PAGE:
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What is Title I and How Does It Impact Education in White Pine?
Posted On:
Thursday, December 21, 2017
by Julie Gonzales, WPCSD Leadership Cadre

With the holiday season upon us, it seems that goodwill comes to the forefront of our minds. We donate our time and money to those less fortunate than ourselves. While this is truly an amazing act, did you know the poverty rate in Nevada is I4.7%?  And if you just look at children ages 5 to I7 living in poverty, the rate increases to almost 25%.  White Pine County is no exception!  In White Pine, the David E. Norman Free and Reduced Lunch Rate (a metric commonly used to indicate families in poverty) is at 40%, at McGill, it’s at 38%, and at WPMS it’s at 36%.  Young students living in poverty start their school years having heard 32 million fewer spoken words than their peers.  This makes it more difficult for these students to acquire and expand their vocabulary when just starting out in school.  Other factors affecting the education of students living in poverty include lack of concentration due to poor nutrition, school attendance dropping which means they fall further behind, and students not knowing how to handle social situations because their parents don’t have time to teach them because they have to work multiple jobs to make ends meet.  Over the past 29 plus years of working in this school district, I have taught many students who were part of these statistics.  And now as the Title I Coordinator, I am learning how our district is trying to combat these statistics and factors. I would like to pass along my research about Title I and why it is so important to our students living in poverty.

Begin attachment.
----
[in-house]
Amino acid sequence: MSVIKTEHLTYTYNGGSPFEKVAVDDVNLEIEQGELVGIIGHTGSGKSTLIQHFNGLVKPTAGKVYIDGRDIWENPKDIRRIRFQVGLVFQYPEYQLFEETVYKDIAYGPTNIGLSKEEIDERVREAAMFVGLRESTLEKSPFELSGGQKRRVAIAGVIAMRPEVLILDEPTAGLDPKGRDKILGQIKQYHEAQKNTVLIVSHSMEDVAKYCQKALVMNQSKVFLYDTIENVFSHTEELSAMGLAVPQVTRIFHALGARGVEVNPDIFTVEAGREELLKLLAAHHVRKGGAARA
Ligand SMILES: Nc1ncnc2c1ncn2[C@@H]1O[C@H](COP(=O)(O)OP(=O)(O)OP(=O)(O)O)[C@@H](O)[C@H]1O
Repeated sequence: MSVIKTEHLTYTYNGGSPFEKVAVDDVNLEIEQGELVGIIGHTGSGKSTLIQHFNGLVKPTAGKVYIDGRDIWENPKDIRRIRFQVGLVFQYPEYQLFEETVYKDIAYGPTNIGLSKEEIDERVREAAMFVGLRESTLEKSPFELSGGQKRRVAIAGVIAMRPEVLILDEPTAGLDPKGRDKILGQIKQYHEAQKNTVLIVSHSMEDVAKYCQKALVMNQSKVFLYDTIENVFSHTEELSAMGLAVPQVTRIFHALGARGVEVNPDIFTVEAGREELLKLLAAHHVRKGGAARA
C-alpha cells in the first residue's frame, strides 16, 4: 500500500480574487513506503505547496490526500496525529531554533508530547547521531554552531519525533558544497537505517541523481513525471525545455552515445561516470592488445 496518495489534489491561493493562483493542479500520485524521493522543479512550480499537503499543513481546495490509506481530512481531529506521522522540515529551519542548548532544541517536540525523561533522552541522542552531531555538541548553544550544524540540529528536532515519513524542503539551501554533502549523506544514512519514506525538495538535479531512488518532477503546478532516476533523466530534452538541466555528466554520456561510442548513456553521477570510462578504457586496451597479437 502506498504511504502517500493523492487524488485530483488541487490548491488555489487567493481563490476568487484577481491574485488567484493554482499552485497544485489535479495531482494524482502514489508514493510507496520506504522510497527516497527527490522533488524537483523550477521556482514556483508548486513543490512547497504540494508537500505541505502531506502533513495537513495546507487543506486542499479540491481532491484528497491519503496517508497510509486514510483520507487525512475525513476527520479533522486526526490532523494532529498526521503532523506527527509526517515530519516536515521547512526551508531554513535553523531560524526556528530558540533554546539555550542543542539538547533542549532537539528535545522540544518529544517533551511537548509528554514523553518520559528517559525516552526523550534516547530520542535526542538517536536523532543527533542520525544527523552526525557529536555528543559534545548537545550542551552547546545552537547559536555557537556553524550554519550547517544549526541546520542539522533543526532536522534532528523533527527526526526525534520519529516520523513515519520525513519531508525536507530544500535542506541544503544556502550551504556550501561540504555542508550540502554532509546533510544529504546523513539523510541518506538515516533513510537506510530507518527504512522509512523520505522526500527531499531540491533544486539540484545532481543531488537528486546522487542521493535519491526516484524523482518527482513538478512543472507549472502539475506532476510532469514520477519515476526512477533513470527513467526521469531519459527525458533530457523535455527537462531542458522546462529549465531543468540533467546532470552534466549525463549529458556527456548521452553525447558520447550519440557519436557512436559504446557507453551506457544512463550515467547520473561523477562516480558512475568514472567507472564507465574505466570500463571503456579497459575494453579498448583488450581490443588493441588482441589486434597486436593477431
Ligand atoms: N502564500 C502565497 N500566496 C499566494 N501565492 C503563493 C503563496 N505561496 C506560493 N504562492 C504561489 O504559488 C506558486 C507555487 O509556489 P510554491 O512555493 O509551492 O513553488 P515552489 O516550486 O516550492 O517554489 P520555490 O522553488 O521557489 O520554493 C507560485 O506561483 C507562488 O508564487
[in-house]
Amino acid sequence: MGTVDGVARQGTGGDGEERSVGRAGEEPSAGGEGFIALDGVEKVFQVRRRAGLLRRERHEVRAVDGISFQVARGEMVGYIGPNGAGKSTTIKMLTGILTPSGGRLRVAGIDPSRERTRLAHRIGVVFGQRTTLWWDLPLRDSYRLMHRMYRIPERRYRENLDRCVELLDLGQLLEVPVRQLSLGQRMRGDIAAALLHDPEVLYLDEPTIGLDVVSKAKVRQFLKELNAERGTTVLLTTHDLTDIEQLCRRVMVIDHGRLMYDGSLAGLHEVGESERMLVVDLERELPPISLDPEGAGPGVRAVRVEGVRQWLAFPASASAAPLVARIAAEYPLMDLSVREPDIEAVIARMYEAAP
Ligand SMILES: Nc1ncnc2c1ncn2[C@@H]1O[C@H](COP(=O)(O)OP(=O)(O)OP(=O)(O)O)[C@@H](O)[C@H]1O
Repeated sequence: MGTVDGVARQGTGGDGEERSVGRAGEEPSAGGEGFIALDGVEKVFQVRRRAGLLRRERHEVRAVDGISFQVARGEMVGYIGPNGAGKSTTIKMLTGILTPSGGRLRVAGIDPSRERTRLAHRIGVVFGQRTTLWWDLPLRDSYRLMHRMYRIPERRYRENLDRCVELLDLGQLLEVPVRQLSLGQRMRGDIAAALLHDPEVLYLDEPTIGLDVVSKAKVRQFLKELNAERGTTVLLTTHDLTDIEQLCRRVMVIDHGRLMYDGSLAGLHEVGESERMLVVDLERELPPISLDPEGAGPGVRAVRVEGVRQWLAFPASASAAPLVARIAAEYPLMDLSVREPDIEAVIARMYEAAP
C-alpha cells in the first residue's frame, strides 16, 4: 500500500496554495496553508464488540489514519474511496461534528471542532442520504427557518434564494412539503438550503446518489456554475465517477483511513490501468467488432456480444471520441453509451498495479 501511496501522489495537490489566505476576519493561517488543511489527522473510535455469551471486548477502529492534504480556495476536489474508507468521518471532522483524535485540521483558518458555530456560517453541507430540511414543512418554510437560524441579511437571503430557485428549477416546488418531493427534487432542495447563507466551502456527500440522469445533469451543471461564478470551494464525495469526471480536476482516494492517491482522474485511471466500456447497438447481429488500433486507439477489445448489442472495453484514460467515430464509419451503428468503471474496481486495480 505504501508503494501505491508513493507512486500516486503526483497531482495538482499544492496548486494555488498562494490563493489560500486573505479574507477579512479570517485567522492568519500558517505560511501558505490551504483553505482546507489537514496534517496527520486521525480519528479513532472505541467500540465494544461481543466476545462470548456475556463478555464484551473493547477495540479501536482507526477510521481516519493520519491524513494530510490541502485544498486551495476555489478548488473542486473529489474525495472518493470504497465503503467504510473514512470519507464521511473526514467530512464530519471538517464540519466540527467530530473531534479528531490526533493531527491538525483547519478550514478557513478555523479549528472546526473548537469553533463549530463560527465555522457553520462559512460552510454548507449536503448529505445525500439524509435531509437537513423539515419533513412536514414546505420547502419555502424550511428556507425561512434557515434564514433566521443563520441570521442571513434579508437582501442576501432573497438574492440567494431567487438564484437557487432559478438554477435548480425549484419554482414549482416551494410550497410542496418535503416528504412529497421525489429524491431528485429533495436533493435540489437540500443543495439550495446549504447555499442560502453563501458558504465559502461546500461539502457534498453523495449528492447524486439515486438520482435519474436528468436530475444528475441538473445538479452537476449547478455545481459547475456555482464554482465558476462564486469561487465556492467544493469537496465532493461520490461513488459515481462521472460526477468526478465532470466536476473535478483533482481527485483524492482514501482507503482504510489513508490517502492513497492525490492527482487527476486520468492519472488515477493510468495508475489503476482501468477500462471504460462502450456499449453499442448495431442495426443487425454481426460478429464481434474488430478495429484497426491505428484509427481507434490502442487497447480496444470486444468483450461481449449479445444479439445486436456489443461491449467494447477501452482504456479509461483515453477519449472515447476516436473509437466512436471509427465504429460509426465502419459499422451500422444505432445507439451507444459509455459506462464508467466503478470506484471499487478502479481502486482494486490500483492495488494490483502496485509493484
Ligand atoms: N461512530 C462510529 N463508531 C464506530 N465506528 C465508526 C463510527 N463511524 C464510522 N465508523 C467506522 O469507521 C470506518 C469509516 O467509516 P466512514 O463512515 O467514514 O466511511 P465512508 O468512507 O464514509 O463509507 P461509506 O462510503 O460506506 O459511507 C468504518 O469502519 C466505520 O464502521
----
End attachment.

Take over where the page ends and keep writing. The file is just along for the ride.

In I965 federal legislation called the Elementary and Secondary Education Act (ESEA) was passed to provide funds for elementary and secondary education.  It was part of President Lyndon Johnson’s “War on Poverty” campaign that emphasized equal access to education for every child.  He believed that poverty was a national problem, that ESEA would shorten the achievement gap of those students less fortunate and give them a chance for an exceptional education.  In more recent years it has undergone reauthorization during the Bush administration as “No Child Left Behind” and under the Obama administration as “Every Student Succeeds Act.”  No matter the acronym it is known for, the basic premise has remained intact - to ensure equal access to education for all students.  Title I is a provision under the original ESEA legislation and has remained with each reauthorization.

The purpose of Title I is for the US Department of Education to provide financial assistance to each state for children from low-income families.  In turn, each state will distribute funds to local school districts based on the percentages of its students living in poverty.  It is up to each school district as to how it spends the funds. Title I funds are intended to provide instruction and instructional support for these disadvantaged children so that they can master challenging curricula and meet state standards in core academic subjects.  Title I is designed to support local school reform efforts tied to increasing student achievement.  In order for a local school to qualify for Title I funds, at least 40% of students must come from low-income families.  But this is where it gets tricky for White Pine County.